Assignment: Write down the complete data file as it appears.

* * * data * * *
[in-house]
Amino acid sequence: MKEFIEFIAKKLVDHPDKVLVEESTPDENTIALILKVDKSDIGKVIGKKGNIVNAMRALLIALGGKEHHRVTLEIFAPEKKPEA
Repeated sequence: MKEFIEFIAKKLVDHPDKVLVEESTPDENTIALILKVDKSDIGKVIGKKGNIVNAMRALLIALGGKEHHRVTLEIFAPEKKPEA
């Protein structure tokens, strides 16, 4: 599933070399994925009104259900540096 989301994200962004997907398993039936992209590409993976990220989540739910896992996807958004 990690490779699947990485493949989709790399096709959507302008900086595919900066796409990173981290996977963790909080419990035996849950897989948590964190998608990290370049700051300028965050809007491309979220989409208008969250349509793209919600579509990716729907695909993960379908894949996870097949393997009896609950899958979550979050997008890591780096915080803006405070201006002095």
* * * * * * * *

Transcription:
[in-house]
Amino acid sequence: MKEFIEFIAKKLVDHPDKVLVEESTPDENTIALILKVDKSDIGKVIGKKGNIVNAMRALLIALGGKEHHRVTLEIFAPEKKPEA
Repeated sequence: MKEFIEFIAKKLVDHPDKVLVEESTPDENTIALILKVDKSDIGKVIGKKGNIVNAMRALLIALGGKEHHRVTLEIFAPEKKPEA
């Protein structure tokens, strides 16, 4: 599933070399994925009104259900540096 989301994200962004997907398993039936992209590409993976990220989540739910896992996807958004 990690490779699947990485493949989709790399096709959507302008900086595919900066796409990173981290996977963790909080419990035996849950897989948590964190998608990290370049700051300028965050809007491309979220989409208008969250349509793209919600579509990716729907695909993960379908894949996870097949393997009896609950899958979550979050997008890591780096915080803006405070201006002095």